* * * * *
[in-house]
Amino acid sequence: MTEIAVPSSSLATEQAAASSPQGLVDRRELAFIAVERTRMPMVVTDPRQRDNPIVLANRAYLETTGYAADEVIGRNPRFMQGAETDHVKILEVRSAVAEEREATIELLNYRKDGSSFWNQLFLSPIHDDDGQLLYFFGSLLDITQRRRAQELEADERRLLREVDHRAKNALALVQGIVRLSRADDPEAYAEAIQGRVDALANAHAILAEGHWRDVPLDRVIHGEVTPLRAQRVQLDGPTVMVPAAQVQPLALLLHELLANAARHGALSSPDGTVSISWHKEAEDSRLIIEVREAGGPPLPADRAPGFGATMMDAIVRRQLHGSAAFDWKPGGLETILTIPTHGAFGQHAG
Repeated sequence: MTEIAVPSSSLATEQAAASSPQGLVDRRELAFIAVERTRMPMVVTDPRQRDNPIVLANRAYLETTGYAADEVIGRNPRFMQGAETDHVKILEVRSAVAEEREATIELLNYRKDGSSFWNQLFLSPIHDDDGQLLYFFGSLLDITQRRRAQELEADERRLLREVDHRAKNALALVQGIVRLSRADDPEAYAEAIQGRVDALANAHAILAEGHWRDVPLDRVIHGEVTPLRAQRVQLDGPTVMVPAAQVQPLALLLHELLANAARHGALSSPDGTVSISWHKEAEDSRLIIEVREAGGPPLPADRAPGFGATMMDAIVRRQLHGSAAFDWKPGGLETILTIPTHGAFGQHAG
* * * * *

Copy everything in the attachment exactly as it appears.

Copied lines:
[in-house]
Amino acid sequence: MTEIAVPSSSLATEQAAASSPQGLVDRRELAFIAVERTRMPMVVTDPRQRDNPIVLANRAYLETTGYAADEVIGRNPRFMQGAETDHVKILEVRSAVAEEREATIELLNYRKDGSSFWNQLFLSPIHDDDGQLLYFFGSLLDITQRRRAQELEADERRLLREVDHRAKNALALVQGIVRLSRADDPEAYAEAIQGRVDALANAHAILAEGHWRDVPLDRVIHGEVTPLRAQRVQLDGPTVMVPAAQVQPLALLLHELLANAARHGALSSPDGTVSISWHKEAEDSRLIIEVREAGGPPLPADRAPGFGATMMDAIVRRQLHGSAAFDWKPGGLETILTIPTHGAFGQHAG
Repeated sequence: MTEIAVPSSSLATEQAAASSPQGLVDRRELAFIAVERTRMPMVVTDPRQRDNPIVLANRAYLETTGYAADEVIGRNPRFMQGAETDHVKILEVRSAVAEEREATIELLNYRKDGSSFWNQLFLSPIHDDDGQLLYFFGSLLDITQRRRAQELEADERRLLREVDHRAKNALALVQGIVRLSRADDPEAYAEAIQGRVDALANAHAILAEGHWRDVPLDRVIHGEVTPLRAQRVQLDGPTVMVPAAQVQPLALLLHELLANAARHGALSSPDGTVSISWHKEAEDSRLIIEVREAGGPPLPADRAPGFGATMMDAIVRRQLHGSAAFDWKPGGLETILTIPTHGAFGQHAG